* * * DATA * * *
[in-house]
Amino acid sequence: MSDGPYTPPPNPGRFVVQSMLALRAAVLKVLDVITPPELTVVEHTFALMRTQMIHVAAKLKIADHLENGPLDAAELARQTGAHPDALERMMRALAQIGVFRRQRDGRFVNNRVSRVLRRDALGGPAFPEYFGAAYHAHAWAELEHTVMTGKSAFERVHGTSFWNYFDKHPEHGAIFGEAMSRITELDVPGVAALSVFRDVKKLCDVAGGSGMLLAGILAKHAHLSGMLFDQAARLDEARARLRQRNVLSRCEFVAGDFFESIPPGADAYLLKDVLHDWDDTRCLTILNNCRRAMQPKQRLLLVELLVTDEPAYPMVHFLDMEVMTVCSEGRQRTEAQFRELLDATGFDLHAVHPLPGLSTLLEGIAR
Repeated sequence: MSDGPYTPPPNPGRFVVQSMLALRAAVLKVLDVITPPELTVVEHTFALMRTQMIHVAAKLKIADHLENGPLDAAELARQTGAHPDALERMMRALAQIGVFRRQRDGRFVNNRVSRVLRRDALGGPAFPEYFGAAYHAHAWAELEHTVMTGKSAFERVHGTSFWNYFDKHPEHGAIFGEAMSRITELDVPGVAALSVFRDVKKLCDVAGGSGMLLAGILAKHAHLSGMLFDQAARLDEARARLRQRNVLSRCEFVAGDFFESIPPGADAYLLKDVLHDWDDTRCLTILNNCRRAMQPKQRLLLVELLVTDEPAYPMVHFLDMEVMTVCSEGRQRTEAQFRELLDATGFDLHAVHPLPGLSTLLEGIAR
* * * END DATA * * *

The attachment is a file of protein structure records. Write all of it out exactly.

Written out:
[in-house]
Amino acid sequence: MSDGPYTPPPNPGRFVVQSMLALRAAVLKVLDVITPPELTVVEHTFALMRTQMIHVAAKLKIADHLENGPLDAAELARQTGAHPDALERMMRALAQIGVFRRQRDGRFVNNRVSRVLRRDALGGPAFPEYFGAAYHAHAWAELEHTVMTGKSAFERVHGTSFWNYFDKHPEHGAIFGEAMSRITELDVPGVAALSVFRDVKKLCDVAGGSGMLLAGILAKHAHLSGMLFDQAARLDEARARLRQRNVLSRCEFVAGDFFESIPPGADAYLLKDVLHDWDDTRCLTILNNCRRAMQPKQRLLLVELLVTDEPAYPMVHFLDMEVMTVCSEGRQRTEAQFRELLDATGFDLHAVHPLPGLSTLLEGIAR
Repeated sequence: MSDGPYTPPPNPGRFVVQSMLALRAAVLKVLDVITPPELTVVEHTFALMRTQMIHVAAKLKIADHLENGPLDAAELARQTGAHPDALERMMRALAQIGVFRRQRDGRFVNNRVSRVLRRDALGGPAFPEYFGAAYHAHAWAELEHTVMTGKSAFERVHGTSFWNYFDKHPEHGAIFGEAMSRITELDVPGVAALSVFRDVKKLCDVAGGSGMLLAGILAKHAHLSGMLFDQAARLDEARARLRQRNVLSRCEFVAGDFFESIPPGADAYLLKDVLHDWDDTRCLTILNNCRRAMQPKQRLLLVELLVTDEPAYPMVHFLDMEVMTVCSEGRQRTEAQFRELLDATGFDLHAVHPLPGLSTLLEGIAR